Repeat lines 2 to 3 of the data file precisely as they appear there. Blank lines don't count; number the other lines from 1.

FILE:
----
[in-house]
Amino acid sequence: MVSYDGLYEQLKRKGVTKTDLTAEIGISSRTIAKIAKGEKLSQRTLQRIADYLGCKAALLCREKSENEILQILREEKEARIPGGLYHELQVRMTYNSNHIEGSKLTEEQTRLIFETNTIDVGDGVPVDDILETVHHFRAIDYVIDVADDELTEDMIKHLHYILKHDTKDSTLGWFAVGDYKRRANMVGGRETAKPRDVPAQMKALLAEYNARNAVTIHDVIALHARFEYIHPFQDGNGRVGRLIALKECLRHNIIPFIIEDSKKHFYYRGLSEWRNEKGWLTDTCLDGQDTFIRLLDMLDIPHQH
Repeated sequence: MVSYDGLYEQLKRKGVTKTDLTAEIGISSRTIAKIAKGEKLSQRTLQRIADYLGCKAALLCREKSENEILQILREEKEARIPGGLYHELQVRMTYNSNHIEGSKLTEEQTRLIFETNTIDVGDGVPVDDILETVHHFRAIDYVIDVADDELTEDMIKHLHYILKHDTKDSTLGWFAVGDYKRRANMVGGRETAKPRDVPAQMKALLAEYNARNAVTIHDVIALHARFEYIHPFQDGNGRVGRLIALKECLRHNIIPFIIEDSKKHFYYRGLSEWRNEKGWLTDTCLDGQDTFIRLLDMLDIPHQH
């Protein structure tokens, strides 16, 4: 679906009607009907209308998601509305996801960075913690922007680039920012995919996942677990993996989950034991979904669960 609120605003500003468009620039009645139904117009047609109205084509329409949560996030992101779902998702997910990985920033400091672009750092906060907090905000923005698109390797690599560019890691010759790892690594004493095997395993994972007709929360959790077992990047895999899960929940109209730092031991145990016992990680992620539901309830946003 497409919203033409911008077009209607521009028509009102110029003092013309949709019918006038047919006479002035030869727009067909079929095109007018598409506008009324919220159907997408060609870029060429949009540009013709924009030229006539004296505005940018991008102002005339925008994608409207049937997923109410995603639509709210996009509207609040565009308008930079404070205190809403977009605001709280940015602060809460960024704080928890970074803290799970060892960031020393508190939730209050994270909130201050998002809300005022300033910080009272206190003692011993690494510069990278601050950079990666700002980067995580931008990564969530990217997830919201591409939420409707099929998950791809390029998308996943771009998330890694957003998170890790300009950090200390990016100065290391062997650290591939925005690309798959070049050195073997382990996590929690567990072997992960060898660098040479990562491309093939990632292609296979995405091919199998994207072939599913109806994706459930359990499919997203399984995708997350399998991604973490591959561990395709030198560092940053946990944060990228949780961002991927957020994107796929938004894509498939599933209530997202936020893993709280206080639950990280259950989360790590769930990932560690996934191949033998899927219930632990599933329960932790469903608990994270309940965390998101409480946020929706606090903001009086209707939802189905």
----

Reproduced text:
Amino acid sequence: MVSYDGLYEQLKRKGVTKTDLTAEIGISSRTIAKIAKGEKLSQRTLQRIADYLGCKAALLCREKSENEILQILREEKEARIPGGLYHELQVRMTYNSNHIEGSKLTEEQTRLIFETNTIDVGDGVPVDDILETVHHFRAIDYVIDVADDELTEDMIKHLHYILKHDTKDSTLGWFAVGDYKRRANMVGGRETAKPRDVPAQMKALLAEYNARNAVTIHDVIALHARFEYIHPFQDGNGRVGRLIALKECLRHNIIPFIIEDSKKHFYYRGLSEWRNEKGWLTDTCLDGQDTFIRLLDMLDIPHQH
Repeated sequence: MVSYDGLYEQLKRKGVTKTDLTAEIGISSRTIAKIAKGEKLSQRTLQRIADYLGCKAALLCREKSENEILQILREEKEARIPGGLYHELQVRMTYNSNHIEGSKLTEEQTRLIFETNTIDVGDGVPVDDILETVHHFRAIDYVIDVADDELTEDMIKHLHYILKHDTKDSTLGWFAVGDYKRRANMVGGRETAKPRDVPAQMKALLAEYNARNAVTIHDVIALHARFEYIHPFQDGNGRVGRLIALKECLRHNIIPFIIEDSKKHFYYRGLSEWRNEKGWLTDTCLDGQDTFIRLLDMLDIPHQH